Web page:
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For many people, the COVID-19 pandemic brought about financial instability and concerns. Some people lost their jobs, either temporarily or permanently, causing financial stress. This stress left many people wondering how they were going to make ends meet. Luckily, for those who have a  student loan through the US Department of Education’s office of Federal Student Aid, payments and interest accumulation stopped during the pandemic.


Originally announced in March, the secretary of education directed the office to suspend loan payments, stop collections on defaulted loans, and set interest rates to zero percent for a period of 60 days. Later in March, the Coronavirus Aid, Relief, and Economic Security (CARES) Act, signed by Congress extended those relief measures through the end of September. In August, the president further these measures through the end of December.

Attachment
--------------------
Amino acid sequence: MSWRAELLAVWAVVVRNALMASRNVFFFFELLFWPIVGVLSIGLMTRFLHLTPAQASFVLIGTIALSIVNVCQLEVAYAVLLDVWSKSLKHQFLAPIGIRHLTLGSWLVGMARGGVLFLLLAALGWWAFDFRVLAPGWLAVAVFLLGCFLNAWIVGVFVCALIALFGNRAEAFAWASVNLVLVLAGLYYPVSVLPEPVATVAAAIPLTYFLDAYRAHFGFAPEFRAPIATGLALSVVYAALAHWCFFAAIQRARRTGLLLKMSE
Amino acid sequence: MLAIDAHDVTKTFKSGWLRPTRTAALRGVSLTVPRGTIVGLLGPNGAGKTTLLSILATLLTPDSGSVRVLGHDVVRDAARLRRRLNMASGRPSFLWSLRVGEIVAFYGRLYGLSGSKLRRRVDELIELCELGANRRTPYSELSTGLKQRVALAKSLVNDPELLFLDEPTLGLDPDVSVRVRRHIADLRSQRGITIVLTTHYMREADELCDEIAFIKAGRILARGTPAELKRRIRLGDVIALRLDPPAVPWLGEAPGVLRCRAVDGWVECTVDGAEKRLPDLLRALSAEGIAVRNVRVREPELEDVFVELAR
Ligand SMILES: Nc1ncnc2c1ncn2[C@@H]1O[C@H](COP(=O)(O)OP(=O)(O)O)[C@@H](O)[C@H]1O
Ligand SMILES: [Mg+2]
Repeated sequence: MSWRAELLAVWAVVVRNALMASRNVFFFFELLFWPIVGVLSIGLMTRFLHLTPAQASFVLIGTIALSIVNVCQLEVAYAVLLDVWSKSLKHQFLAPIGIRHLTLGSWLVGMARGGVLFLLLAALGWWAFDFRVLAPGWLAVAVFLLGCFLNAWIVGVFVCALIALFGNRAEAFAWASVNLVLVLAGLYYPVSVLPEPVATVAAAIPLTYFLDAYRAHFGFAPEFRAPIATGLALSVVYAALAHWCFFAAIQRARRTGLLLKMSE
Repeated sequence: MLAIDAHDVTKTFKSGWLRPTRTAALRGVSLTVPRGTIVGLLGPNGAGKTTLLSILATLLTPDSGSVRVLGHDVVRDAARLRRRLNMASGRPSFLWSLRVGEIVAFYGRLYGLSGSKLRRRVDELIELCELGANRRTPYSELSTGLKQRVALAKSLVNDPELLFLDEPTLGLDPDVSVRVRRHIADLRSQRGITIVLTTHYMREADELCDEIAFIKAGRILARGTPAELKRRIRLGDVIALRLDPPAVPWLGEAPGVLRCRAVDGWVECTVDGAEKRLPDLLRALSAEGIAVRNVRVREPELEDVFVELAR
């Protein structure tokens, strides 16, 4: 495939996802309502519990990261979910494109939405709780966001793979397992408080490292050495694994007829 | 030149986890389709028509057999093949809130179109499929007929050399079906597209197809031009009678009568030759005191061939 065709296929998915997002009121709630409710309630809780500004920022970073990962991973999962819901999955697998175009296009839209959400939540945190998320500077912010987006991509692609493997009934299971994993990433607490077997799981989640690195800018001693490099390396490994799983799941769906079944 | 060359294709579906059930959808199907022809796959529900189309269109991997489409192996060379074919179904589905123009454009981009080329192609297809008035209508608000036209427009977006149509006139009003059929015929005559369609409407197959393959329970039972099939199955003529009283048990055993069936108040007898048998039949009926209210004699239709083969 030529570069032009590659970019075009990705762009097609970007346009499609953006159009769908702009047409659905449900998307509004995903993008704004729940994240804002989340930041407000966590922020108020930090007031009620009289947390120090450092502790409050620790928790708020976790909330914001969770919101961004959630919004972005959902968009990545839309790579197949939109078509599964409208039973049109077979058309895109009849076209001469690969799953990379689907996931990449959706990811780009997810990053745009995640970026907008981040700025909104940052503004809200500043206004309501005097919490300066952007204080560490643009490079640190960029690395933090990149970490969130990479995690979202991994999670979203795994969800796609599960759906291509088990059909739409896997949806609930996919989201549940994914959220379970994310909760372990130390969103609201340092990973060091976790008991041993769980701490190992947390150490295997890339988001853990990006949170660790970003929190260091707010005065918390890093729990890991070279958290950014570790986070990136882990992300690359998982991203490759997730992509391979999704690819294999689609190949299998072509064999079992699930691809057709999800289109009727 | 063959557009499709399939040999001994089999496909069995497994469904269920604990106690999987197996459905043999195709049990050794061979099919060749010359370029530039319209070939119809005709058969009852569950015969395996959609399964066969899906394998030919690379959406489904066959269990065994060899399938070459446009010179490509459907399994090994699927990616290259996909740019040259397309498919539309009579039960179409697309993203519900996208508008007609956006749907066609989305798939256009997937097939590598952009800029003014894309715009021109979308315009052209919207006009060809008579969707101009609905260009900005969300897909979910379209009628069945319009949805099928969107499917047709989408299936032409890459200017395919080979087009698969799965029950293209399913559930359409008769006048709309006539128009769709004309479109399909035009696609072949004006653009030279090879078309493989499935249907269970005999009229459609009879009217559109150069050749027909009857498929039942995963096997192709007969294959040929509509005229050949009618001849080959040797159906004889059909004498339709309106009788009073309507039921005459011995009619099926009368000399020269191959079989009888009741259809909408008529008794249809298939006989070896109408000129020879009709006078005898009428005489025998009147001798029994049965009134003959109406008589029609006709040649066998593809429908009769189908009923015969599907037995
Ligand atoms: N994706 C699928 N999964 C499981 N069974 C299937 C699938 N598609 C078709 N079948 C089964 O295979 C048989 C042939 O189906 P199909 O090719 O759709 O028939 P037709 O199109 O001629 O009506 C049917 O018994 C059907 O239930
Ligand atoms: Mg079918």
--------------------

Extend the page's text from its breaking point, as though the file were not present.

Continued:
How This Affects You

Because of these measures, you are not required to make payments toward your federal student loans until January 1, 2021. Until that time, there is also no interest accumulating on the loans. Payments you would have normally made will still count toward Income Driven Payments (IDR) plan loan forgiveness. They will also count toward Public Service Loan Forgiveness (PSLF). If you are already making voluntary payments, nothing changes. If you have any lingering questions or concerns about these relief measures, contact your loan provider. For more information, visit the Department of Education website studentaid.gov.

Extension Resources

Alabama Extension has many financial resources that can help people during this time. To find these resources, visit the Finance and Career section of the Extension website www.aces.edu.

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